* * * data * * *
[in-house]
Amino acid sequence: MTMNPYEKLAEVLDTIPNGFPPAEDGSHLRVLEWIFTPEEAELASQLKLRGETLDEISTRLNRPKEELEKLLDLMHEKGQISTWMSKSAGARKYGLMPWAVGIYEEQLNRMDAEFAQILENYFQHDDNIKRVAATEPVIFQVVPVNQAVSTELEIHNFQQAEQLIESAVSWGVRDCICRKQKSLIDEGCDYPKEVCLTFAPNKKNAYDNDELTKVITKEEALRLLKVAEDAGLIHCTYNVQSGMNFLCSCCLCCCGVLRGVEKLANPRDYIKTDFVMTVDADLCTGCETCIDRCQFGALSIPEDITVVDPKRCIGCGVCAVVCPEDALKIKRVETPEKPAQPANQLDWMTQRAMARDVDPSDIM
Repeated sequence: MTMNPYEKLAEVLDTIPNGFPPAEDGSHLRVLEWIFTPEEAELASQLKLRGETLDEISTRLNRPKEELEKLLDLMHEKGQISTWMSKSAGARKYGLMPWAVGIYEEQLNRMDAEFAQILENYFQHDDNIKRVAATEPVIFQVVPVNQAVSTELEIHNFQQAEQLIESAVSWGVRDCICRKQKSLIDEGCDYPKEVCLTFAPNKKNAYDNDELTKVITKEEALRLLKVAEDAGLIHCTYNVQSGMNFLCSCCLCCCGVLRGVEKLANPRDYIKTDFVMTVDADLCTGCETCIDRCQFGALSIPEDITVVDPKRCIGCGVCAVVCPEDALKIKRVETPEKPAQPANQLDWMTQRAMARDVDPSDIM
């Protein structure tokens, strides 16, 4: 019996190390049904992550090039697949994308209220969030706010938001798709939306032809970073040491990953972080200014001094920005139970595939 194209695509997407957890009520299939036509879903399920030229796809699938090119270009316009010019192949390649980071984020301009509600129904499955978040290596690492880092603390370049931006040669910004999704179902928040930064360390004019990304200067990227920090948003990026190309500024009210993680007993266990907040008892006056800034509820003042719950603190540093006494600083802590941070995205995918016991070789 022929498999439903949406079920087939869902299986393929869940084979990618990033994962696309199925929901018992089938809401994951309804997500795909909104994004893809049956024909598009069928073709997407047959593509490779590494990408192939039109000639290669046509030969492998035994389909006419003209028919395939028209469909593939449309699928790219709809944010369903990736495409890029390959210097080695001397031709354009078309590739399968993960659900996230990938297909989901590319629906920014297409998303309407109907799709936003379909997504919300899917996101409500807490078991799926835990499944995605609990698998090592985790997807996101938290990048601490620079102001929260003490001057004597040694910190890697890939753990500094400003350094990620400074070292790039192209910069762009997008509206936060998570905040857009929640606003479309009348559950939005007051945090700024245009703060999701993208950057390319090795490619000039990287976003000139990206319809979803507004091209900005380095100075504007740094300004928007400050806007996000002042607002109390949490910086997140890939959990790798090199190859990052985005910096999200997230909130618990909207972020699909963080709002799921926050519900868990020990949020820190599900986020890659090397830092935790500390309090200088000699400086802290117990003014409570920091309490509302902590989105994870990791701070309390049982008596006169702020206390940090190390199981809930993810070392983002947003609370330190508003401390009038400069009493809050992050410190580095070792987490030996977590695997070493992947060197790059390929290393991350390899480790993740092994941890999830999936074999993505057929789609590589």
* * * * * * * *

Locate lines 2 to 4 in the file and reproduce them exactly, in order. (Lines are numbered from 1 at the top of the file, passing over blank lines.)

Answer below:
Amino acid sequence: MTMNPYEKLAEVLDTIPNGFPPAEDGSHLRVLEWIFTPEEAELASQLKLRGETLDEISTRLNRPKEELEKLLDLMHEKGQISTWMSKSAGARKYGLMPWAVGIYEEQLNRMDAEFAQILENYFQHDDNIKRVAATEPVIFQVVPVNQAVSTELEIHNFQQAEQLIESAVSWGVRDCICRKQKSLIDEGCDYPKEVCLTFAPNKKNAYDNDELTKVITKEEALRLLKVAEDAGLIHCTYNVQSGMNFLCSCCLCCCGVLRGVEKLANPRDYIKTDFVMTVDADLCTGCETCIDRCQFGALSIPEDITVVDPKRCIGCGVCAVVCPEDALKIKRVETPEKPAQPANQLDWMTQRAMARDVDPSDIM
Repeated sequence: MTMNPYEKLAEVLDTIPNGFPPAEDGSHLRVLEWIFTPEEAELASQLKLRGETLDEISTRLNRPKEELEKLLDLMHEKGQISTWMSKSAGARKYGLMPWAVGIYEEQLNRMDAEFAQILENYFQHDDNIKRVAATEPVIFQVVPVNQAVSTELEIHNFQQAEQLIESAVSWGVRDCICRKQKSLIDEGCDYPKEVCLTFAPNKKNAYDNDELTKVITKEEALRLLKVAEDAGLIHCTYNVQSGMNFLCSCCLCCCGVLRGVEKLANPRDYIKTDFVMTVDADLCTGCETCIDRCQFGALSIPEDITVVDPKRCIGCGVCAVVCPEDALKIKRVETPEKPAQPANQLDWMTQRAMARDVDPSDIM
């Protein structure tokens, strides 16, 4: 019996190390049904992550090039697949994308209220969030706010938001798709939306032809970073040491990953972080200014001094920005139970595939 194209695509997407957890009520299939036509879903399920030229796809699938090119270009316009010019192949390649980071984020301009509600129904499955978040290596690492880092603390370049931006040669910004999704179902928040930064360390004019990304200067990227920090948003990026190309500024009210993680007993266990907040008892006056800034509820003042719950603190540093006494600083802590941070995205995918016991070789 022929498999439903949406079920087939869902299986393929869940084979990618990033994962696309199925929901018992089938809401994951309804997500795909909104994004893809049956024909598009069928073709997407047959593509490779590494990408192939039109000639290669046509030969492998035994389909006419003209028919395939028209469909593939449309699928790219709809944010369903990736495409890029390959210097080695001397031709354009078309590739399968993960659900996230990938297909989901590319629906920014297409998303309407109907799709936003379909997504919300899917996101409500807490078991799926835990499944995605609990698998090592985790997807996101938290990048601490620079102001929260003490001057004597040694910190890697890939753990500094400003350094990620400074070292790039192209910069762009997008509206936060998570905040857009929640606003479309009348559950939005007051945090700024245009703060999701993208950057390319090795490619000039990287976003000139990206319809979803507004091209900005380095100075504007740094300004928007400050806007996000002042607002109390949490910086997140890939959990790798090199190859990052985005910096999200997230909130618990909207972020699909963080709002799921926050519900868990020990949020820190599900986020890659090397830092935790500390309090200088000699400086802290117990003014409570920091309490509302902590989105994870990791701070309390049982008596006169702020206390940090190390199981809930993810070392983002947003609370330190508003401390009038400069009493809050992050410190580095070792987490030996977590695997070493992947060197790059390929290393991350390899480790993740092994941890999830999936074999993505057929789609590589």